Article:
Sharon Murphy is suing her former attorneys for malpractice, claiming they steered her wrong when they advised her to settle a claim concerning the condition of the home Brittany died in, rather than consider the possibility of filing a wrongful death suit.
So, who did Sharon think was accountable—and why?
In her lawsuit against the L.A.-area law firm of Steiner & Libo, filed Friday and obtained by E! News, Sharon states that she discovered extensive water damage and mold infestation in the house where her daughter—and, later, her son-in-law Simon Monjack—died suddenly.
The Nina Bow Trust, which owned and operated the property, sued the contractor, subcontractor, and others back in 2006 over all of the perceived construction defects, the suit continues.
In January 2009, a month after Brittany died, Sharon's complaint states that she hired Steiner & Libo to represent her and become the attorney of record for the Nina Bow Trust.
The trust's suit was ultimately settled "with prejudice," meaning it couldn't be refiled, for an undisclosed sum in January.
Sharon's new attorneys are arguing now that her former lawyers should have determined that both Brittany and Monjack's deaths from pneumonia were directly related to "complications from conditions associated with" the "defective construction" of their home, where Sharon also lived.
The defendants "had a duty to advise and/or inform Plaintiff that she may have had a wrongful death claim" and either file an action on behalf or refer her to another firm that specialized in such matters, Sharon's suit alleges.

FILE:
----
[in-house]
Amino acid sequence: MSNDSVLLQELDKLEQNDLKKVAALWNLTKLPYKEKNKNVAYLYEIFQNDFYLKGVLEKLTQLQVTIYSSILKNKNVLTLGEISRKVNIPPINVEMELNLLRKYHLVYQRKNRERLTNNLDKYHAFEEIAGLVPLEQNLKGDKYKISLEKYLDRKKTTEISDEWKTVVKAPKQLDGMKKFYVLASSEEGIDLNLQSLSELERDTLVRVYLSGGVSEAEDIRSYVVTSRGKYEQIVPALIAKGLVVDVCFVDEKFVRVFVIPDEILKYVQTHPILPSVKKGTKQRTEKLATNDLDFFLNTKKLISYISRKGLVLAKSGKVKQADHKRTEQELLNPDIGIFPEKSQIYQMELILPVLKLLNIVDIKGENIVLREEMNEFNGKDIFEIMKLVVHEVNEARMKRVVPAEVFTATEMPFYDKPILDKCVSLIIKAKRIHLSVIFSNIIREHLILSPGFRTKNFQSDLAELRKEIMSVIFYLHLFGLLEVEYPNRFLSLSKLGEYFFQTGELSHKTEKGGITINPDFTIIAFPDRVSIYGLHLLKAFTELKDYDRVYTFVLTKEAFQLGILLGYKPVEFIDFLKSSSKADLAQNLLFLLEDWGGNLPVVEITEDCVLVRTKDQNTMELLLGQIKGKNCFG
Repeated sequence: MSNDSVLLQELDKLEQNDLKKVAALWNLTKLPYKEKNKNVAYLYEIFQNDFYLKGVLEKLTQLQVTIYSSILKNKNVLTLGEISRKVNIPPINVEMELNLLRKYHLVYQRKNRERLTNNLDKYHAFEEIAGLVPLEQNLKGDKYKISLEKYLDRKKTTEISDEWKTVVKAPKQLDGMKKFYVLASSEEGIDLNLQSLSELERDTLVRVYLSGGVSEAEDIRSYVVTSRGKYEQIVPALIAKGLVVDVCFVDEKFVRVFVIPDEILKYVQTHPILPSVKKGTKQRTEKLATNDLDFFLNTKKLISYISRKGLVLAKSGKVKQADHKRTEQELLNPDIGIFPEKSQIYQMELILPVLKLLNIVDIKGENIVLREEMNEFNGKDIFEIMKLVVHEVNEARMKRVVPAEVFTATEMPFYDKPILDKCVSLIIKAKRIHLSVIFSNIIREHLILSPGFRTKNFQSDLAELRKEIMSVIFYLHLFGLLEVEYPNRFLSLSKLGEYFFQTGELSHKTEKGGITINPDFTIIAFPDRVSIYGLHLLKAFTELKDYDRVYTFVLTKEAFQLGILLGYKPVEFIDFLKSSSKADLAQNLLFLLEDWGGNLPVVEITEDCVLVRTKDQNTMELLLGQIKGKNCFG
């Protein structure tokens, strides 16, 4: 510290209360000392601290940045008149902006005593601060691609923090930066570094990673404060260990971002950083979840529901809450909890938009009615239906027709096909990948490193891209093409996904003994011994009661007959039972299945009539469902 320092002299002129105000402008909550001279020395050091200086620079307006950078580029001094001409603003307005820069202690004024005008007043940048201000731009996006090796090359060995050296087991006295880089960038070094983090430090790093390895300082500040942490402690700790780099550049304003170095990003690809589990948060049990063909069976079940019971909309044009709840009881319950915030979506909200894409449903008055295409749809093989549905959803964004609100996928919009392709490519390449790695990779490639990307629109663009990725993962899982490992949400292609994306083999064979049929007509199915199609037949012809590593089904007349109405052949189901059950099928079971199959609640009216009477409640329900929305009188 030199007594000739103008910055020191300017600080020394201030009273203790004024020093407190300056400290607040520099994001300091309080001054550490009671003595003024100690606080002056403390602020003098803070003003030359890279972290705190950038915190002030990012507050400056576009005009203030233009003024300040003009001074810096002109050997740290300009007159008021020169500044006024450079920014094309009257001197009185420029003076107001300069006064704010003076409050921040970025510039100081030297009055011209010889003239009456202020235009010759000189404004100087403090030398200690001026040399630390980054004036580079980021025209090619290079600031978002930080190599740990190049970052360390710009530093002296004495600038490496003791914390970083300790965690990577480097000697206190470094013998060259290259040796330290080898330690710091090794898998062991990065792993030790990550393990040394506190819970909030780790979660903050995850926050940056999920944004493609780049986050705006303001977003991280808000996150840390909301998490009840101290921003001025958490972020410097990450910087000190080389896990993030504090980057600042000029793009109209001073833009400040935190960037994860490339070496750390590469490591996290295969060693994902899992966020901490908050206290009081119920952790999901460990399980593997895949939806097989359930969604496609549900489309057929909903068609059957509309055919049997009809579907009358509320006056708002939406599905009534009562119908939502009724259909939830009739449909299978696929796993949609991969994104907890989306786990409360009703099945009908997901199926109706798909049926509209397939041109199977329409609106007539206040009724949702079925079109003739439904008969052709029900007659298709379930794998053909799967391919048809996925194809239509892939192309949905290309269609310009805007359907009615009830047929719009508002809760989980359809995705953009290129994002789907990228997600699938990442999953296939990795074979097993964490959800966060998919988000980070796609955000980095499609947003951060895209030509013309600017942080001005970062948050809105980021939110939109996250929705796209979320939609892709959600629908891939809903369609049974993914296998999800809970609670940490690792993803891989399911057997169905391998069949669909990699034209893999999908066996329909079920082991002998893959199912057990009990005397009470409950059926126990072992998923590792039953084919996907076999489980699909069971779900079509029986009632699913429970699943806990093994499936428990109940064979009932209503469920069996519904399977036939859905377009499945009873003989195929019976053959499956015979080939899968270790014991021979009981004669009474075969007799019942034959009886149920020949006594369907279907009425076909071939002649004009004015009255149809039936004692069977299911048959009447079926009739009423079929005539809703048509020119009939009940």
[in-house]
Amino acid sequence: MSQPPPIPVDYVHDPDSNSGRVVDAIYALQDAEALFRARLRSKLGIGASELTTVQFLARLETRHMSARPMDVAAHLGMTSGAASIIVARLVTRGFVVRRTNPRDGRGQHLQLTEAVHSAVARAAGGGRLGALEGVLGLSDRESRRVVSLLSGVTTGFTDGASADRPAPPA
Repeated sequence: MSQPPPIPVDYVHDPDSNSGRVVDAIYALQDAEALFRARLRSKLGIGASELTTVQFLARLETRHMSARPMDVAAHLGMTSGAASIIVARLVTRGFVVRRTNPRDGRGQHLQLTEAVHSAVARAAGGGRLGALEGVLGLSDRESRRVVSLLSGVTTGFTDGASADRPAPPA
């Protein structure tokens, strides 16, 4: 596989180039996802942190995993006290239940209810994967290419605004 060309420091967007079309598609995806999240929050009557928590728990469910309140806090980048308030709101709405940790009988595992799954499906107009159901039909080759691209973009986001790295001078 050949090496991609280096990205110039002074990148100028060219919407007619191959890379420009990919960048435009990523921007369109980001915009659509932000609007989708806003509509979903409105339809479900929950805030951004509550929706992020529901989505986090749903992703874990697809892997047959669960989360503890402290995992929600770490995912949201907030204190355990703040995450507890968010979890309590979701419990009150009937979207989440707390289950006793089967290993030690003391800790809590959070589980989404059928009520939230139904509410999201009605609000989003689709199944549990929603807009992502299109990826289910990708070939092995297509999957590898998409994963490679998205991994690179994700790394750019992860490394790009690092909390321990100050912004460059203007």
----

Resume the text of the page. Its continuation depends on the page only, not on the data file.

She is seeking damages and court costs on charges of legal malpractice, breach of contract and breach of fiduciary duty.
Following an autopsy, pneumonia was listed as Brittany Murphy's primary cause of death, with iron-deficiency anemia and multiple drug intoxication listed as secondary causes. Toxicology tests turned up traces of Vicodin, as well as asthma and cold medications, in her body when she died.
Interestingly, Sharon shot down a July 2010 TMZ report that said the L.A. County Department of Public Health had checked the house out for toxic mold after Simon's death. Brittany's publicist said that he was aware of Simon wanting to file suit over a "persistent leak problem," but an attorney for the estate backed up Sharon, saying, "To the best of my knowledge there has been no evidence of mold at the Murphy residence."
—Additional reporting by Claudia Rosenbaum